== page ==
NEW YORK — Are you a twenty-something who’s ready to buy your own place? Consider yourself lucky. More than two-thirds of millennials don’t think they’re financially stable enough to own a home, a new study finds.
Researchers on behalf of Homes.com, a leading online real estate portal, recently polled 1,000 American millennials, looking to better understand their perspective on owning property.
The eye-popping statistic from their findings: 70% of those surveyed believed that they would struggle to qualify for a mortgage, perhaps explaining lowered expectations for subsequent ownership. Why the bleak outlook? More than half of the respondents (52%) said that inadequate savings would make a down payment all but impossible, while numerous others indicated that debt, such as student loans, would dash any remaining hope. The survey showed a fifth of respondents blame money still owed for schooling on why they continue to rent.
Meanwhile, nearly half of respondents (48%) had no reason to believe their situation would change for the better in the coming three years, meaning that they would only soon own property through a stroke of luck (e.g., inheritance or lottery winnings). In fact, 9% of those surveyed have already thrown in the towel on the idea of ever being a homeowner.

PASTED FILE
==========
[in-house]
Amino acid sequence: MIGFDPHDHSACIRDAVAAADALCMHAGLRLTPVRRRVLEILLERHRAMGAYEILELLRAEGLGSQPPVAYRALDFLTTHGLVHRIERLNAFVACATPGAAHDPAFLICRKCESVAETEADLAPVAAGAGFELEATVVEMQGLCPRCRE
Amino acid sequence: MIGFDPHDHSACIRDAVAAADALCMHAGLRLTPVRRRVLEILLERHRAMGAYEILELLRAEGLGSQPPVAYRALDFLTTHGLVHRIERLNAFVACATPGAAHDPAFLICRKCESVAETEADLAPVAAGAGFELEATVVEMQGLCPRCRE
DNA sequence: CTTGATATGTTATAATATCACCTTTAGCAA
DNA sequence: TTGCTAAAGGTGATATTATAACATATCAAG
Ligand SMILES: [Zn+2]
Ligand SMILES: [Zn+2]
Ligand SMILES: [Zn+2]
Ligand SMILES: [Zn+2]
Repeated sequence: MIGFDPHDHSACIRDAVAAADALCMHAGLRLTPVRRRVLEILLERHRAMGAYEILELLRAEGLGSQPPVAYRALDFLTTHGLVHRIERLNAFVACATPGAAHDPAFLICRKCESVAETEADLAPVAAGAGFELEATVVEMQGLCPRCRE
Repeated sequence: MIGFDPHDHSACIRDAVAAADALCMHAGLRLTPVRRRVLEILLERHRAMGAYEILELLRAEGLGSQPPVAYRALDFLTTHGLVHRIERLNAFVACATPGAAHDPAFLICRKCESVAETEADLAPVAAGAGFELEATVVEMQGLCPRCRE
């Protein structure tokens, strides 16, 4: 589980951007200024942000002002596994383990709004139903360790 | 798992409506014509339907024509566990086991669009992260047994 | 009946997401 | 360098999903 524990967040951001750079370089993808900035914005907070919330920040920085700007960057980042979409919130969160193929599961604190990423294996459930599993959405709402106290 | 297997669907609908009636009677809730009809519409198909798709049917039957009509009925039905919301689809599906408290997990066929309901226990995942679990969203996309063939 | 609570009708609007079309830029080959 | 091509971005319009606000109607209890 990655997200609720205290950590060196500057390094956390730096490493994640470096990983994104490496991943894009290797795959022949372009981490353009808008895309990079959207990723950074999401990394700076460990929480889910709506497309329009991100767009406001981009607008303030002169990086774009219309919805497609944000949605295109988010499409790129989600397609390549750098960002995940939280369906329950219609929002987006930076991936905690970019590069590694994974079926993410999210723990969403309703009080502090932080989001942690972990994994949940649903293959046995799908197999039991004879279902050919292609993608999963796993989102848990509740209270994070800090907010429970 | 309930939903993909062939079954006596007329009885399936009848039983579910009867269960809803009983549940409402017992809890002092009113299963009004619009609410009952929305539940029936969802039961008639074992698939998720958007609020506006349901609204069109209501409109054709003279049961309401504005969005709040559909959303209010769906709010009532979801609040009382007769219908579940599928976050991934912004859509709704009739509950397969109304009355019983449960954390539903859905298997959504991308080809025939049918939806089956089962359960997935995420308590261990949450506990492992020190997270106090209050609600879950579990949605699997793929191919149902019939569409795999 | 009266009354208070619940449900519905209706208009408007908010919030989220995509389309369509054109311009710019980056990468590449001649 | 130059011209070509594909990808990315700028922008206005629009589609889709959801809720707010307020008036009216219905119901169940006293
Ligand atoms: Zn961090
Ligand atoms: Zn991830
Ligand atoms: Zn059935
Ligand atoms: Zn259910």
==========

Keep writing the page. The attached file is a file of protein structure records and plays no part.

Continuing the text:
Although homeownership was considered largely unattainable, just one in six men and one in ten women had no reservations with remaining in a rental property. Combine this with the fact that 74% of respondents associated homeownership with stability, and it becomes clearer that property ownership hasn’t lost its luster.
“With student loans and credit challenges, home ownership certainly appears more difficult for today’s millennials,” acknowledges a Homes.com spokesperson in a press release, “but low rates and an improving economy also put a home purchase within reach of many, with millennials making up the largest group on homebuyers in 2017.”
To be sure, 68% of respondents said that they intend to own a home at some point, even if that day comes in the distant future.
Much like older generations, millennials prioritize living in a desirable neighborhood, with a plurality (34%) calling it their most important purchasing factor.
“Quality of schools, lifestyle activities, and proximity to work” are among the biggest considerations when choosing a location, the press release notes.
- Most Millennials Struggling With Quarter-Life Crisis, Survey Shows
- Survey: Most Millennials, Gen Z Adults Prefer Texting Over Talking In Person
- Millennials 6 Times More Likely To Give Credit Card Info To Scammer, Study Finds
- Millennials More Likely To Go Green, Yet Least Likely To Recycle, Survey Finds
- Average Person Lasts 9 Minutes On Hold Before Losing Cool; Millennials Most Patient
- As Rents Rise, Number Of Adults With Roommates At Highest Level In Decades, Study Finds